Among top gainers, developers such as Gemdale and China Vanke rallied more than 2 percent, respectively. In the finance sector, Bank of China tacked on 1.5 percent, while Agricultural Bank of China and China Construction Bank made gains of 1.9 and 0.9 percent each. Among junior banks, Hua Xia Bank rallied 3.3 percent.

In domestic news, China's Central Commission for Discipline Inspection said Wednesday to direct the country's anti-graft campaign toward China's state-owned enterprises (SOEs). The first round of the effort will cover 26 large SOEs, including China National Petroleum Corp, China National Offshore Oil Corp, China Huaneng Group and China Mobile Communications.

In Hong Kong, the Hang Seng index gained 1.1 percent. BYD was the top performer, surging 9.1 percent, on news that the Chinese carmaker backed by Warren Buffett signed a deal to sell Holitech, its component unit, for about $368.35 million.

Melco Crown notched up 2.3 percent, seemingly unaffected by its announcement of an annual 20 percent drop in fourth-quarter revenues.

Jewelry chain Chow Tai Fook, which was in focus after announcing a $2.6 billion investment plan to build a casino resort near South Korea's largest airport, sagged 0.8 percent. Bank of East Asia sold off 1.6 percent after executives on Thursday defended a planned capital raising, which is under pressure from hedge fund Elliott Management. Improved net profit for 2014 also failed to lift shares of China Minsheng Bank, which fell 0.4 percent.

Nikkei slips 0.4%

Japanese shares underperformed the region, inching down as dollar-yen pulled back to the 118 territory. The benchmark Nikkei 225 index had been the region's top performer on Thursday, piling on 1.9 percent.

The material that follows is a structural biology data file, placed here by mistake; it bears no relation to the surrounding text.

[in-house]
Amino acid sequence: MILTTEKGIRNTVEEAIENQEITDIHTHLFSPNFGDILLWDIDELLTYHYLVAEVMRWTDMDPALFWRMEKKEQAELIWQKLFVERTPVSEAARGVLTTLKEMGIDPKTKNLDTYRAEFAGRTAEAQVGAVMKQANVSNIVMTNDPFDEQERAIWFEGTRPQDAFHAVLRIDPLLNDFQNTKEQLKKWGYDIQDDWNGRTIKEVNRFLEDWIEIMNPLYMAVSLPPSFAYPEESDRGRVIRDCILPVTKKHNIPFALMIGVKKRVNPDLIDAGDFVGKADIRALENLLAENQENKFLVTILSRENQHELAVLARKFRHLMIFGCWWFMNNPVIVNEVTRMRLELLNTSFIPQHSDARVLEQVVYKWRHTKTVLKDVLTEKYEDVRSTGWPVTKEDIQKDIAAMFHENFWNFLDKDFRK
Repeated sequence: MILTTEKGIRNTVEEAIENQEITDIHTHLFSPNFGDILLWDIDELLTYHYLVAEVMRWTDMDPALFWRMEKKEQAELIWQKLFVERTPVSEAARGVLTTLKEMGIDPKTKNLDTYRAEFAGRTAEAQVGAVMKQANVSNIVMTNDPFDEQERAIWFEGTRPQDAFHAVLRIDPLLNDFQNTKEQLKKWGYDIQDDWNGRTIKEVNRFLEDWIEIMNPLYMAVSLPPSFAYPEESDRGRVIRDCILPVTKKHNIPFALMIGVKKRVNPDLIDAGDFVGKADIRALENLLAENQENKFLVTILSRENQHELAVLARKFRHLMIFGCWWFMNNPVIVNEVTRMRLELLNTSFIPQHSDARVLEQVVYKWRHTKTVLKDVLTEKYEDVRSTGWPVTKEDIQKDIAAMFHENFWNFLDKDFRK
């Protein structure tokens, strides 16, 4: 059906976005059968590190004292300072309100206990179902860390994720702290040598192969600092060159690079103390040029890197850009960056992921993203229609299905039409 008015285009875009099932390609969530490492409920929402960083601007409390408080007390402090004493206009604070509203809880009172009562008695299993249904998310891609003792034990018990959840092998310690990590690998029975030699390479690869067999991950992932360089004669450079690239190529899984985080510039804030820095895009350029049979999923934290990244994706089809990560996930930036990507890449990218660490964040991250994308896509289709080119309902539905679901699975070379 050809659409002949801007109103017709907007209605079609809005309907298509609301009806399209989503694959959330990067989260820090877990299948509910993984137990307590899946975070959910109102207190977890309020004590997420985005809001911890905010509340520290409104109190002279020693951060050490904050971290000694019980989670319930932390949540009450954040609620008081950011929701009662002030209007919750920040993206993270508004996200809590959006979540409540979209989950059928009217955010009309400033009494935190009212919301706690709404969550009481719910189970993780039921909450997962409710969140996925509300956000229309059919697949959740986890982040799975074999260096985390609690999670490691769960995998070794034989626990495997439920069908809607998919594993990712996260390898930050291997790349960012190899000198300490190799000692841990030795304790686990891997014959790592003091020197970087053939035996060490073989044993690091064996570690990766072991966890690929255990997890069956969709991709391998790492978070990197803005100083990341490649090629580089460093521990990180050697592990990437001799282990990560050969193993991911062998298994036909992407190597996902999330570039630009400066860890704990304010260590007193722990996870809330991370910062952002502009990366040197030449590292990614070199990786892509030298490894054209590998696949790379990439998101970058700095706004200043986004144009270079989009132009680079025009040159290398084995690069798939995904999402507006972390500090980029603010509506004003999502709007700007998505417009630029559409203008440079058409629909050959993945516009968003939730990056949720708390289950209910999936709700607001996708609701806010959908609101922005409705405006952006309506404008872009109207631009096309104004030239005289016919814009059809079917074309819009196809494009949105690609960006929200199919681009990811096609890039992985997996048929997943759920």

As the yen strengthened, blue chip exporter counters fell; Toshiba retreated 2.6 percent, while Canon and Toyota Motor nursed losses of 0.6 percent, respectively. Sony, which is due to launch its high-end Walkman ZX2, dropped 0.3 percent below the flatline.

Online retailer Rakuten charged 5.3 percent on the back of a 73 percent jump in fourth-quarter operating profit.

Read MoreShop til you drop? Why Philippine shares can climb

Kospi up 0.8%

South Korea's Kospi index edged up on Friday, after closing at a two-week low in the previous session. Index heavyweights provided upward momentum, with utility Kepco leading gains with a 2.2 percent rise. The top two heaviest weighted stocks Samsung Electronics and Hyundai Motor climbed 1.3 and 1.1 percent each.

The world's biggest shipbuilding firm Hyundai Heavy Industries tanked over 5 percent after announcing a record operating loss in 2014, due to slow demand from European clients and competition from Chinese rivals.

Casino plays were lower following news that the country may see another casino resort by Hong Kong's Chow Tai Fook; Kangwon Land slipped 1 percent, but Kosdaq-listed Paradise slumped 5 percent.

Nifty rises 1.1%

Indian shares elevated to a near one-week high ahead of a string of earnings releases from the likes of automaker Mahindra & Mahindra and telecommunications firm Reliance Comm.